Then came the people who wanted me to sell their old beat up black leather sofa… or tried to give me their giant 80s entertainment center because they couldn’t get rid of it.  Or the junkers who wanted to sell me the random stuff they found on the side of the curb or kept during estate clean outs.

“You getting more stuff?” with a weird side eye…(aka you are nuts to do this.)
“Yes we are working on making more furniture, getting our favorite stationery in and showcasing local artists,” I would say as cheerily as I could.

 I was so excited and nervous and green. I had no idea what I was doing and it truly was a “learn on the job” situation. But Chris and I were so proud and hopeful. And for every 5 client interactions that were awkward or rude, there was 1 awesome conversation that made me feel a glimmer of hope. Hope in what we were doing and faith in humanity….

Just being in the space led to walk ins, word of mouth and after our first gallery night the artists started to come…and come. More on that next.


So now that we found the space, we had to get moving on what running a Pop Up actually entailed.

First Things First…


We were very fortunate that our new landlords were already experienced in this area.  So there wasn’t a 20 page document of legal mumbo jumbo that makes you nervous.


We had a Month to Month lease agreement with the owner allowing us 1 month notice to vacate. We paid 1st, last and a security deposit. Then it was a waiting game of us holding out until the owners could demo the building, which as per the locals, would take awhile due to the town politics…

Utilities: Electric, Gas, Water & Internet

We contacted PSEG and set up service in our name for electric and gas. The electricity was still on in the empty building, but the gas had been shut off. We needed the gas for heating if we were still there in winter. The town had to come and turn the water on, which took the longest.


Kindly, the owners had the heat checked (in June) to ensure we would be ok for the winter. There were some random cabinets and a dryer left in the space, but I was able to move into a side room. I didn’t mind, honestly. I was just so happy to have the giant raw space to work with.

We had to do a thourough cleaning, sweeping, washing windows, making the bathroom look somewhat presentable. But it was all worth it.


We had the 2 spots in front of the building (where we had previously illegally parked during the street fair). From the day we opened the shop, I spent the majority of the time asking people to stop illegally parking and running errands (so as to avoid paying the meter). Fun times… But finally about 4 months in people got the hint.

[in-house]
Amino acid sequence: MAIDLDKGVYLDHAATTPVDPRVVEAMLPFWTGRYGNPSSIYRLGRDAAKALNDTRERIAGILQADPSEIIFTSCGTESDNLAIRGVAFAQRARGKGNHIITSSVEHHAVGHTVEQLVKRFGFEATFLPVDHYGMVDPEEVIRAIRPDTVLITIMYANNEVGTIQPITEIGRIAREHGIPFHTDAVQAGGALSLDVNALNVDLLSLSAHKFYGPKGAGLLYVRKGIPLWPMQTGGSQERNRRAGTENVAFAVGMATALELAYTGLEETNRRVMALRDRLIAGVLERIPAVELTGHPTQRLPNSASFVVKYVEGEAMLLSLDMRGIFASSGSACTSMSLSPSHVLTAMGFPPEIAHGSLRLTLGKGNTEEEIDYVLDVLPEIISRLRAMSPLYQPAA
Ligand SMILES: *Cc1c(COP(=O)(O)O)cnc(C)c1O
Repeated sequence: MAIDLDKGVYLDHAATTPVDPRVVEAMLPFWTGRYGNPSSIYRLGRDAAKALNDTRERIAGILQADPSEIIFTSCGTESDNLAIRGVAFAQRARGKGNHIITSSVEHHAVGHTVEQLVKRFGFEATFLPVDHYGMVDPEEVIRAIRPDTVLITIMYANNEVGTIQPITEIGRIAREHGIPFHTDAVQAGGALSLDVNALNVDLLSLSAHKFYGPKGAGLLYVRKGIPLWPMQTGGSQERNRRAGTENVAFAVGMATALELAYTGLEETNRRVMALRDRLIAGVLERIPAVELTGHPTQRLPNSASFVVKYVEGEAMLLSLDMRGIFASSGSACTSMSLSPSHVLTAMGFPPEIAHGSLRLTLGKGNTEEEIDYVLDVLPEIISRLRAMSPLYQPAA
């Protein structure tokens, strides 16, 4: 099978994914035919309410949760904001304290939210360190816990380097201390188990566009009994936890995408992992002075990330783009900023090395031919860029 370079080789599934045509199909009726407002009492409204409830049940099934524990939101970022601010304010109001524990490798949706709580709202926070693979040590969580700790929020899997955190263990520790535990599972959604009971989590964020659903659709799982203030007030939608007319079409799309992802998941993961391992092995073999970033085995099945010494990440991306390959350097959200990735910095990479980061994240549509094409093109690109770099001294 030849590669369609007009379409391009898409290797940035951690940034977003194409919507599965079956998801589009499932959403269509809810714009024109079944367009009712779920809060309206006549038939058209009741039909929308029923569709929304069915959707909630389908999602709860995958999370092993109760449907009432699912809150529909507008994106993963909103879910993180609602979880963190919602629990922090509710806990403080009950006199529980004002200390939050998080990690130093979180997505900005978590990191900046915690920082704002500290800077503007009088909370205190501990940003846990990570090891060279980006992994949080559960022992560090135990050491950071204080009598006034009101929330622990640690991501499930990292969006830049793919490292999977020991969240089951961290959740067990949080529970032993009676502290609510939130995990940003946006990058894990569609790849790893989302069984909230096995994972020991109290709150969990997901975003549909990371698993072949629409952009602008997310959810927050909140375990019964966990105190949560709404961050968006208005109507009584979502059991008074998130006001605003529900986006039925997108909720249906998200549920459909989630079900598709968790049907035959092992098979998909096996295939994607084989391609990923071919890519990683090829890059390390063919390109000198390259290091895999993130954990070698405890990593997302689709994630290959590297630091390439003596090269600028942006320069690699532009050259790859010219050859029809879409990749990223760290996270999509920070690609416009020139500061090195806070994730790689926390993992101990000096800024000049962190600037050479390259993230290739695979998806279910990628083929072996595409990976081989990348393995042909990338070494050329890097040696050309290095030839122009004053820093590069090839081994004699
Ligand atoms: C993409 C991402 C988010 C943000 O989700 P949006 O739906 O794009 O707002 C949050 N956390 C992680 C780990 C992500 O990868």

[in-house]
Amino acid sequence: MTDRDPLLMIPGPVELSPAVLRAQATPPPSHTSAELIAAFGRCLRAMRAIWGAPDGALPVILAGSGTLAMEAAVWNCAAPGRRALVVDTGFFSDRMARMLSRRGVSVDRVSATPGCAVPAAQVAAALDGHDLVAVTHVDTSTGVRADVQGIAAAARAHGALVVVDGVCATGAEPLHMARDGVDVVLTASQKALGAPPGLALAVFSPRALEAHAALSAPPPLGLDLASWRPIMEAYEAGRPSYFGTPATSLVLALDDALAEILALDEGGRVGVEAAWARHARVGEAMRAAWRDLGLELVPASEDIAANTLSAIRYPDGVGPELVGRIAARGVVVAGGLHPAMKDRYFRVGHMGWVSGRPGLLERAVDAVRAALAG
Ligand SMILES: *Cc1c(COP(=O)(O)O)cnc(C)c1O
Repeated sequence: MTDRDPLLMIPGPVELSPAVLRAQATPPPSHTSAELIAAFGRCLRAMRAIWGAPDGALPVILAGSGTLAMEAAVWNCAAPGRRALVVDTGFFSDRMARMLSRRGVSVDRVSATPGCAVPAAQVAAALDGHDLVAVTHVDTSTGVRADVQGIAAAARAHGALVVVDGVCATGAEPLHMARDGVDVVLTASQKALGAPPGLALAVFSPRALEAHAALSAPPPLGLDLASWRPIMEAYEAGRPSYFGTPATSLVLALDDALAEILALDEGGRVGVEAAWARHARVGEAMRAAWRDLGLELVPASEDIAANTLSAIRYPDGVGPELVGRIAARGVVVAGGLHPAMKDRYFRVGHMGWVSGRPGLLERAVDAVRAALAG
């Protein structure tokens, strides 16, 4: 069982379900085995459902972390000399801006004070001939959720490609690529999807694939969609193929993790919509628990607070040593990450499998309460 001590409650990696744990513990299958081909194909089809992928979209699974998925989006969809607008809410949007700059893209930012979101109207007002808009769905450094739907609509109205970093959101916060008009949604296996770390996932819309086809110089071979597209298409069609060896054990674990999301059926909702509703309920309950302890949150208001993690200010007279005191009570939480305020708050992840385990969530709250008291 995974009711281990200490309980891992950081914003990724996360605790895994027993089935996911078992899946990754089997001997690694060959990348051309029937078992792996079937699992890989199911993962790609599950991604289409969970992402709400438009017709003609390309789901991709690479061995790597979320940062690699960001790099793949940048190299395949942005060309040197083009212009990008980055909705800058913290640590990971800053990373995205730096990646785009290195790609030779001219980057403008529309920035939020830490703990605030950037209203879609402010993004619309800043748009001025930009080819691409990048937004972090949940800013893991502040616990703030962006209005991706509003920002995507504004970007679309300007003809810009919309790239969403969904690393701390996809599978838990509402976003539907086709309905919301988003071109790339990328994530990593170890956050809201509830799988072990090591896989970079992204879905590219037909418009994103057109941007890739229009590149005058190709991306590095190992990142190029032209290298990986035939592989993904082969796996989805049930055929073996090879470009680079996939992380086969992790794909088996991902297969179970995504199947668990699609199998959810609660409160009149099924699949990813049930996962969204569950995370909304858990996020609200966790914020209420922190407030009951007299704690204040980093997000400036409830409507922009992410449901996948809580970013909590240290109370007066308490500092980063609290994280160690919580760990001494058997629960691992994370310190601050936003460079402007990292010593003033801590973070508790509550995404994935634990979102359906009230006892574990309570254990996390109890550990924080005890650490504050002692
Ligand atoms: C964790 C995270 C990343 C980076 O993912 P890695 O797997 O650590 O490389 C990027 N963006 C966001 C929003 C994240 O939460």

Usually for short term Pop Ups people will get insurance for the day or the weekend. But since we planned on being in the space for a minimum of 3 months, I had to get REAL insurance. Luckily our insurance broker that we use for our automotive insurance was awesome and she hooked us up with a good deal. The issue with Pop Ups is really that some people still don’t understand what they are or why you would do them. So there isn’t a lot of examples to follow.


I called the Town’s Zoning and Permits department to get an idea of what I would need to legally open. Again, the concept of short term rentals was something new… so therefore I basically gave up. I applied and paid the $50 fee for a monthly temporary sign to get me to sleep at night for the first month. But I knew I wasn’t going to pay $50 every month…  And I wasn’t going to pay the yearly fee for the sign because I might not be there that long (and my current sign was basically a plastic banner that I used for our 10 x 10 Tent at Fairs/Markets). After the first 3 months of back and forth trying to make a new law for Pop Ups, the zoning guy and I just pretended we could never actually get in touch by ignoring each other’s phone calls and emails. So I just moved on.


So once all that tricky legal and practical stuff was out of the way, we could move on to the fun stuff like decorating, creating new business cards with our shop address, making a cheesy announcement in the local paper and starting to plan our first event.

Keep in mind that Chris and I had literally no idea what we were doing. Every day was something I had never done before or even thought of. So we made a lot of mistakes, tried our best to learn from them and moved on quickly. Because there will always be Quickbooks to do.